In a major article in the newly released anthology, Secularism & Science in the 21st Century (edited by Ariela Keysar and Barry A. Kosmin and published by the Institute for the Study of Secularism in Society and Culture, at Trinity College), I look critically at their writings. I find little evidence for their claim, and put forward my own hypothesis, which I dub The Dawkins Effect:
discussion of science-religion conflict in mass media-driven public discourse results in greater public awareness of messages of science-religion harmony. . . . it also makes the harmony messages seem like a reasonable compromise between anti-scientific religion and anti-religious atheism. In short, the presence of overtly agonist scientists such as Dawkins may make accommodationist scientists like [Francis] Collins appear more reasonable to religious believers, and may make the prospect of adopting accommodationist views as the basis for public policy seem more judicious and fair to the moderate middle.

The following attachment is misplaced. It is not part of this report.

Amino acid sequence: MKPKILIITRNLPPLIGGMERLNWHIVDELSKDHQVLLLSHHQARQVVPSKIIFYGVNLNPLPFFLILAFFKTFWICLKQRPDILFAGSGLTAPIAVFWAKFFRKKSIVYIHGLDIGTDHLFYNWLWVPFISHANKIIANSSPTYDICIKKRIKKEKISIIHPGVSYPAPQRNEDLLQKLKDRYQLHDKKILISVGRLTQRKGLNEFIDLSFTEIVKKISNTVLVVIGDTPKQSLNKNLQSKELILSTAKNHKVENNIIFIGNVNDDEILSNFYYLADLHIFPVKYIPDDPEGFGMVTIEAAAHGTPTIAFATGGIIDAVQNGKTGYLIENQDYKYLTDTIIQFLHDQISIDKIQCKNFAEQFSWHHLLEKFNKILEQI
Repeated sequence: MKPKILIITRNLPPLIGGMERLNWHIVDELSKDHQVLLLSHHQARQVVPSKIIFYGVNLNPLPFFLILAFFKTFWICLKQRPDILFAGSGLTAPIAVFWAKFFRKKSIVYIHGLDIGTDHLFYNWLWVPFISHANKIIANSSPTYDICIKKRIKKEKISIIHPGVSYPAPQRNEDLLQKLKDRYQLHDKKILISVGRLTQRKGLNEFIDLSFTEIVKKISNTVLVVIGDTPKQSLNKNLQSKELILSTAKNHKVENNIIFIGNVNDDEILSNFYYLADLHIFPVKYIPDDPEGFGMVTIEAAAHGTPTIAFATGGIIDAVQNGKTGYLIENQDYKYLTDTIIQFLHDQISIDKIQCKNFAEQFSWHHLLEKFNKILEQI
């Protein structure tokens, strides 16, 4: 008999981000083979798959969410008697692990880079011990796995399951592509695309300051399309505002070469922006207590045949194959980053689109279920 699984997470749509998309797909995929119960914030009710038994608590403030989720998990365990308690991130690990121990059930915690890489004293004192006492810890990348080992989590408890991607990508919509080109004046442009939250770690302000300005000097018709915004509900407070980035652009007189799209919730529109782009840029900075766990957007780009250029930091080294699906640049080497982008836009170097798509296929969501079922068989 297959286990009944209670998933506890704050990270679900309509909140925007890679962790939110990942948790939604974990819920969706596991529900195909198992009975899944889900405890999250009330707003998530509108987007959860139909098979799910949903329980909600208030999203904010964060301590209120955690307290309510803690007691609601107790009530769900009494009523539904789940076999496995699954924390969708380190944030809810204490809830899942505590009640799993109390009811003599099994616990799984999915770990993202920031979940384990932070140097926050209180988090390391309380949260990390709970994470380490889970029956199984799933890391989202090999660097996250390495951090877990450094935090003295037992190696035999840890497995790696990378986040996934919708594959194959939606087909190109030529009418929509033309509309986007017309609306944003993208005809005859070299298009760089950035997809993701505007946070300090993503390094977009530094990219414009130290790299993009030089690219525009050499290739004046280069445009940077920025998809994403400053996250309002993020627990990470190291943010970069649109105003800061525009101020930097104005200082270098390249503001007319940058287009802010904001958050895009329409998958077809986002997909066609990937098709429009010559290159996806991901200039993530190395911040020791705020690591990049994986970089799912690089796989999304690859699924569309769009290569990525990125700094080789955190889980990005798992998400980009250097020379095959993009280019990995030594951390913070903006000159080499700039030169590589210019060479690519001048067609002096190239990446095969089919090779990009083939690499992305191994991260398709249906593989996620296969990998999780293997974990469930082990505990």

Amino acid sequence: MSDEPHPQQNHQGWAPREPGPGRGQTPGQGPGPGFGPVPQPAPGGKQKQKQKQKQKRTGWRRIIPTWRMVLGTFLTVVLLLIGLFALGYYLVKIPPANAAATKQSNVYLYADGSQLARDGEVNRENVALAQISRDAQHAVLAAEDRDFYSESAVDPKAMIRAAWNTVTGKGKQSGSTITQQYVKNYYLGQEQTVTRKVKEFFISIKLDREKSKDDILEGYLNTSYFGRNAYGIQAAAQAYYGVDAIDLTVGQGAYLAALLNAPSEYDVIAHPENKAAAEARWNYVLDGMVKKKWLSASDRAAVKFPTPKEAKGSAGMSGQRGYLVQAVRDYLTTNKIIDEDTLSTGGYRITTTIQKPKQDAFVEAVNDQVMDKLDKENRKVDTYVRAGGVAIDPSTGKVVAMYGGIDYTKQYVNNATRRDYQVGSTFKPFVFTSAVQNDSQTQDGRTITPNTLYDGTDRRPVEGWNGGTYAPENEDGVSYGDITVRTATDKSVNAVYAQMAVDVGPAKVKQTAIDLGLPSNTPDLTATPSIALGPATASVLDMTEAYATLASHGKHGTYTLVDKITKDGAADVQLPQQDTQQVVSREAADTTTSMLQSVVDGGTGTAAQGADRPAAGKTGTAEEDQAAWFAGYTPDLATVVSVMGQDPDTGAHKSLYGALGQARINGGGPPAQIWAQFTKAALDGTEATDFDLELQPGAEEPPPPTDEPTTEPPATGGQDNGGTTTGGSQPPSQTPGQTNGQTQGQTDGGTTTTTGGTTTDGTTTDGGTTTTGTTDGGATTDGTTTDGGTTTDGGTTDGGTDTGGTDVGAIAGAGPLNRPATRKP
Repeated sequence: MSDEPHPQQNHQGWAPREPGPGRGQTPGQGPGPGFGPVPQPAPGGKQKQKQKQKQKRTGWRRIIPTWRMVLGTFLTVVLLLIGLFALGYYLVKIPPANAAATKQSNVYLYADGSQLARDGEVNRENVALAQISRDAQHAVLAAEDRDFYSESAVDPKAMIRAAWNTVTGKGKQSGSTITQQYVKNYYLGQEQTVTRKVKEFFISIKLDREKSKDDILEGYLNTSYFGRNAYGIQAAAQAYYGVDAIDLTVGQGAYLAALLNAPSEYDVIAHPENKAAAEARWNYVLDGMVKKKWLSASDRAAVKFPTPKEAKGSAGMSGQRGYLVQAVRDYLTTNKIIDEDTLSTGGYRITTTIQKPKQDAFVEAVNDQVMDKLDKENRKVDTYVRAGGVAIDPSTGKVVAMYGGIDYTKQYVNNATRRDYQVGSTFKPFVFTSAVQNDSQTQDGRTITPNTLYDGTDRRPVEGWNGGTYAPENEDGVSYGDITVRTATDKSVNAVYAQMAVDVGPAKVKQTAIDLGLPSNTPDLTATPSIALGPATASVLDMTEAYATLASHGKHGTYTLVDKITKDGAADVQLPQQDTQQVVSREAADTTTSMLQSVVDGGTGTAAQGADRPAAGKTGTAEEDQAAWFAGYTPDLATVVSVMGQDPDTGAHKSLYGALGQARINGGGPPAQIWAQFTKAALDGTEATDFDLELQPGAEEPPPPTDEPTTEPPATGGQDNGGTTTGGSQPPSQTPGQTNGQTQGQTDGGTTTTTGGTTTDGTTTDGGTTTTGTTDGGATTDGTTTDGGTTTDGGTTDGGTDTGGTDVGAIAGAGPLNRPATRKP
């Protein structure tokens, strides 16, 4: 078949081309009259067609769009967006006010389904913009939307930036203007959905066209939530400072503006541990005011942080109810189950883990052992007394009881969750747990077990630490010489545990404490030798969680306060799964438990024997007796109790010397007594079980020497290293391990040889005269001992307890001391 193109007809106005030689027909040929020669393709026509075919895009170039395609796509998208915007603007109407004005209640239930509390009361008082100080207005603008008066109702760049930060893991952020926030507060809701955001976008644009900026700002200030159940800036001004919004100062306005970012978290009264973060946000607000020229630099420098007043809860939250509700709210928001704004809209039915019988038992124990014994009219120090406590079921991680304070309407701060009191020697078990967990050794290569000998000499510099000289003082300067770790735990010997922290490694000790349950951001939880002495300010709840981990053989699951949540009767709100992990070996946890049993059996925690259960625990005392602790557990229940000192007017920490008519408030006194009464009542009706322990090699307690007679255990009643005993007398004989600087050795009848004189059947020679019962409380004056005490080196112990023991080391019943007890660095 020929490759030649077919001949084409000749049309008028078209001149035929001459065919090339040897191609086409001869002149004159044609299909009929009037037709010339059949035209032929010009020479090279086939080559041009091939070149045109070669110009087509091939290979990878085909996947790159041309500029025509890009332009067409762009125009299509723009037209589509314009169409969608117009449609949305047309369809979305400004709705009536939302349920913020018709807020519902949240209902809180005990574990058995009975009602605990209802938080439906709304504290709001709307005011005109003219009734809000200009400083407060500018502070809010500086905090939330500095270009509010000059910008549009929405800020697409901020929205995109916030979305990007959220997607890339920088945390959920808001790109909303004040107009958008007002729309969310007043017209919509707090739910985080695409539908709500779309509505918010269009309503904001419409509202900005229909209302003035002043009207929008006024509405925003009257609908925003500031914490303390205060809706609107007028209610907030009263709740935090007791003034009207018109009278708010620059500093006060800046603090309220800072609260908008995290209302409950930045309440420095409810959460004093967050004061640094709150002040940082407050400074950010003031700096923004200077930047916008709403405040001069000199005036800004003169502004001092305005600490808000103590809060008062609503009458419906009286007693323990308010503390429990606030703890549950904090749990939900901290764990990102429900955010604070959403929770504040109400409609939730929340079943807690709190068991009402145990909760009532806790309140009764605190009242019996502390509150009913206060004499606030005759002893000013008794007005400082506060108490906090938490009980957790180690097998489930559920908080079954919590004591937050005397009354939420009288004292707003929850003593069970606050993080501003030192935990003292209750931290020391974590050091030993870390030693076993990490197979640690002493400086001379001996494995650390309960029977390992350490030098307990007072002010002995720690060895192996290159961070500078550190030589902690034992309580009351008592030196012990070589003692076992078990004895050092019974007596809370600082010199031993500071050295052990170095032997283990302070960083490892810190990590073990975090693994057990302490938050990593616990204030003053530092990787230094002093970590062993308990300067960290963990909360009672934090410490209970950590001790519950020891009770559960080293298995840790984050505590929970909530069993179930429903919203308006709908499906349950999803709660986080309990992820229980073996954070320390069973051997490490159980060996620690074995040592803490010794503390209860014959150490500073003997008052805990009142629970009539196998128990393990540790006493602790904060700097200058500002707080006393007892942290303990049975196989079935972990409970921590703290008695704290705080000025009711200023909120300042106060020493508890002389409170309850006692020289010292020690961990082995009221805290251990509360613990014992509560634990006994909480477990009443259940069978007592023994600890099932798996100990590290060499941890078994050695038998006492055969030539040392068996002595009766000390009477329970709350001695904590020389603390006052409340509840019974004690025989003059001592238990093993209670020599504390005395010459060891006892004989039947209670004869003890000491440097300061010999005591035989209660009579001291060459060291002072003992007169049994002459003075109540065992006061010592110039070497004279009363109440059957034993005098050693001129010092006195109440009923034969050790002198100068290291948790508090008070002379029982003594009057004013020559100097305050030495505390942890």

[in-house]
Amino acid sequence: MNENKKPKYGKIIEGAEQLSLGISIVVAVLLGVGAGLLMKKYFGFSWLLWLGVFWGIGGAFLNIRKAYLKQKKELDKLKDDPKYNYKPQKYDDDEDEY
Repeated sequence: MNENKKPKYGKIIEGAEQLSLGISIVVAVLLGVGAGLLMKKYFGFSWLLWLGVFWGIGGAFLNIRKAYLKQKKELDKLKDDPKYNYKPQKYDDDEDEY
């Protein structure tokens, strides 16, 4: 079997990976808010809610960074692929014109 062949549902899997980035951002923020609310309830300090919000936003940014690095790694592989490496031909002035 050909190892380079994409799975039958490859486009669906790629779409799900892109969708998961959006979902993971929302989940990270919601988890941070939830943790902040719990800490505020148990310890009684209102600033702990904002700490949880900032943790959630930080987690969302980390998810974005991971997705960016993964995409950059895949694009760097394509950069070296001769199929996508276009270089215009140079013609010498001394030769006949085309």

My contribution, "Evolution Education and the Science-Religion Conflict: Dispatches from a Philosophical Correspondent," along with the rest of the book, is available for free download at the Institute.

11 May 2008

Mother's Day in Atlanta

I dedicated The Secular Conscience "to my mother, the creator of my conscience." As I explained , only half jokingly, to an audience in Atlanta today, the book and its dedication were really written in an attempt to make up to her for never calling or visiting her as much as she would like. Now they all could be the beneficiaries of my being a bad son.